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D&D 5e: Defender Traits for NPCs

When I first saw monster stat blocks in the D&D Next playtest, and again upon the release of the Monster Manual, I was surprised at how much of a return to 2e-and-earlier form they resembled. They have some of the formal action presentation of 4e's creature blocks, but they're much simplified, and they're nowhere near the eye-bleeding-dense lists of skill bonuses and feats that 3.x creature blocks become at even low-mid levels. Now, this has some serious plus sides - ease of use is way, way up.

On the other hand, I miss the way that the combination of stats, actions, and traits in 4e sculpted encounters and built an engaging tactical puzzle. It was definitely possible for this to go too far, and running 4e monsters at peak tactical efficiency pushes the mental advantage of 3-6 players up against one DM to its breaking point. I'm not the tactical genius of some of the DMs I know, able to crunch all of my options and pick the most devastating one for any situation. The game still works well, but the sharper the DM is in 4e, the more the puzzle crystallizes, and I choose that word because it's as beautiful as a mathematical proof covered in the viscera of your enemies. (Jeopardy question: What is best in life, Conan the Logician?)

What I'm getting at, then, is how to slow-roll some of what worked back into 5e, without exploding into excess complexity, and generally holding to the design aesthetic. PCs still have a lot of the tools their 4e counterparts do, exemplified in the Battlemaster archetype and the Sentinel and Shield Master feats. This also highlights, of course, just how big of a gulf there is between a campaign with feats allowed and one without, or a D&D Basic and straight PH D&D campaign. They all work, but they work very differently.

As you may have gathered from the title of this article, I'm opening what may be an ongoing series with defenders - what 4e called the Soldier monster role. For a non-mechanical approach to what I'm doing here, go read +Ben Scerri's advice on the matter. Okay, really, just treat his article as Step One; if you try that and it doesn't go far enough, I'm here for you as Step Two. (If you're currently formulating a nastygram about how anyone who needs mechanics to fulfill combat roles is a bad DM, then this isn't for you, and also I don't know how you can even read this post from way up on your high horse.)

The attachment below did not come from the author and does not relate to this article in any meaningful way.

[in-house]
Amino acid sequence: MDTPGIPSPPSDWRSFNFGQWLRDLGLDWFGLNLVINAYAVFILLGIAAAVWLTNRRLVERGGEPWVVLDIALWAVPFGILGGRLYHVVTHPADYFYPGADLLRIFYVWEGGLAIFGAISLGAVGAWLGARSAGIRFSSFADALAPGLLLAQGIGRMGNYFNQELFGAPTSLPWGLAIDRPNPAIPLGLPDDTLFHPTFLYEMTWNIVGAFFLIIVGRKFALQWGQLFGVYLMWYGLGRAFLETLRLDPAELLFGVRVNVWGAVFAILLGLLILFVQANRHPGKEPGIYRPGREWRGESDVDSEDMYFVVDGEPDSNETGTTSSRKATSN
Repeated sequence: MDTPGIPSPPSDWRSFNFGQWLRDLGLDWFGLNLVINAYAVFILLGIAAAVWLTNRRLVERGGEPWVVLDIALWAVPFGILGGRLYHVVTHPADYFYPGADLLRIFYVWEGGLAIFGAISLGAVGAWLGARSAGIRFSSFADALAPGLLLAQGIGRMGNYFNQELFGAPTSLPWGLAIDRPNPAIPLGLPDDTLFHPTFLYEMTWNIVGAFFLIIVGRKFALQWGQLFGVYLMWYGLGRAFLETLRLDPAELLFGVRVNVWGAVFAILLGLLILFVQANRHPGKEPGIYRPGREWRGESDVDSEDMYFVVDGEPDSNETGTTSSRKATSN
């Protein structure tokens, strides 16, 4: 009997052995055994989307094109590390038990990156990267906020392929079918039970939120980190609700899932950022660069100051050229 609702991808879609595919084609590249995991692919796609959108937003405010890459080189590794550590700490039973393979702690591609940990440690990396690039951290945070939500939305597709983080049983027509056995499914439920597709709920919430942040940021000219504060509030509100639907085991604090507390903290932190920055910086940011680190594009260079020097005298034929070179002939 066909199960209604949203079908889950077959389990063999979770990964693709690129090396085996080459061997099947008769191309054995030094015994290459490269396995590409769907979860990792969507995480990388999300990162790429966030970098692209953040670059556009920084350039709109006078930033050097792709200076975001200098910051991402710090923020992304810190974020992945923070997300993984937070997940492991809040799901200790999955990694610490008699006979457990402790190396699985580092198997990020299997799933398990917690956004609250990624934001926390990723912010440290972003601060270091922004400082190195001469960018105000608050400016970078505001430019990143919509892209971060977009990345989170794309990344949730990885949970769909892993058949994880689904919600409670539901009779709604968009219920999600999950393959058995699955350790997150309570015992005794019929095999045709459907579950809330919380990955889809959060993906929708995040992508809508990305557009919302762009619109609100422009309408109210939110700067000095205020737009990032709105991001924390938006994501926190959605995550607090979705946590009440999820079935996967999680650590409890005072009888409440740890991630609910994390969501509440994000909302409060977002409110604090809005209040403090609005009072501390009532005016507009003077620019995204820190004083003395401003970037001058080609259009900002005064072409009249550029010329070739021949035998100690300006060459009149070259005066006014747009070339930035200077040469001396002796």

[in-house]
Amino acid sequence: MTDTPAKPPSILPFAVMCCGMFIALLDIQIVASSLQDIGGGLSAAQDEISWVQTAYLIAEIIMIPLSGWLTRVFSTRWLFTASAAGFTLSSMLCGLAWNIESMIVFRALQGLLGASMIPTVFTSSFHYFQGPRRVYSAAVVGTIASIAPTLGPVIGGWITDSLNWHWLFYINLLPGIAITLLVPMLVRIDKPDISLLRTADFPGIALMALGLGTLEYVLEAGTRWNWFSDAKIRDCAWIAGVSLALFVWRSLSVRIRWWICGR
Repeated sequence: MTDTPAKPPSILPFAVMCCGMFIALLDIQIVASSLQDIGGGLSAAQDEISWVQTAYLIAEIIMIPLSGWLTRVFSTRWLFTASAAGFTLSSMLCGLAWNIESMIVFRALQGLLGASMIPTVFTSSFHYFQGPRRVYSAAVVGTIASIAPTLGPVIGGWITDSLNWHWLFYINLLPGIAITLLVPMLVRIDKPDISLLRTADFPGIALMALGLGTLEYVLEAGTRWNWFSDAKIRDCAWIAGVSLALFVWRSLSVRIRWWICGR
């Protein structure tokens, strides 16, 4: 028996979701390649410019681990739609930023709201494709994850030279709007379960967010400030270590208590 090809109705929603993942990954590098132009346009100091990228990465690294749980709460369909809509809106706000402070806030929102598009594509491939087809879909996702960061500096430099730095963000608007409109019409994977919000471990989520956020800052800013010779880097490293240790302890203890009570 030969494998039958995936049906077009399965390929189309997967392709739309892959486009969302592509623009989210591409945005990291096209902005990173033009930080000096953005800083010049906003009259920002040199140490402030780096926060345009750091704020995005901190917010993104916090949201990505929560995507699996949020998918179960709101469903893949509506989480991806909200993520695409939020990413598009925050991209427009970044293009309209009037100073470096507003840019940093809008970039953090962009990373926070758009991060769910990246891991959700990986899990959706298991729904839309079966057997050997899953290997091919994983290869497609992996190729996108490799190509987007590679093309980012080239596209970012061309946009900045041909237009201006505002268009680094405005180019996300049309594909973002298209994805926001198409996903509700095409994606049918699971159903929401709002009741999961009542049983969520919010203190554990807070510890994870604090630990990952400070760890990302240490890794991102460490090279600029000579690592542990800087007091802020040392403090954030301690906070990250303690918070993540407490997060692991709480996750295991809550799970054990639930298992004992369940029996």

Defender Traits

There are a lot of different ways to make a creature just a little more of a defender, so I'm recommending that you pick just one - two at the most - of the following features to add to the creature(s) you want to set up as the defenders for that encounter group. In general, don't set up all of the creatures in a group as defenders, unless you're really, really sure you know what you're doing - the point is to have varied tactics by creatures in a group. You'll also notice that I'm not pushing numerical adjustment; obviously, you can increase an individual creature's defenses to your heart's content. That doesn't change its behavior, though, as much as it gives you more complicated numbers to track - like remembering that this hobgoblin is the one with 2 more points of AC, but otherwise uses the same stat block.

Also, these are not all thematically appropriate to all creatures! Not even close. You'll need to carefully consider which trait or traits fit your mental image of how the creature fights.
That's twelve options - probably a good enough start for now.

What About CR?

I'm not applying CR modifiers to these traits, because I don't award XP based on CR of monsters defeated (and you shouldn't either, it's the least interesting rubric), but as a rule of thumb, I would suggest that for every two creatures you tag as a defender, treat one of them as 1 CR higher. It's inconvenient for the PCs, but there aren't big shifts in damage output or individual defenses going on here. If you super care, there's a table to sample traits in the DMG to use as a guide, but that's left as an exercise for the reader.

In implementing these at the table, make sure to include descriptive elements - such as the postures that the creatures assume - to suggest that there's something unusual about the defender(s), especially the first few times you use these. If your PCs are already familiar with 5e, two seemingly-identical creatures will be presumed to be the same if they don't take steps to distinguish themselves, and the point is to add wrinkles to PC decision-making, and thus behavior. If you're adding the foundations of tactical puzzles to the game, then make sure you add tactical clues as well.

Depending on how these ideas stand up to testing - and please, if you use these, let me know how they go for you! - I'll look into adding traits for other monster roles, though I feel like brutes, skirmishers, artillery, and controllers are fairly broadly represented as-is, and lurkers are in an okay place too. It can't hurt to have a collection of traits to work from when you're building new creatures and want them to work a certain way in combat.

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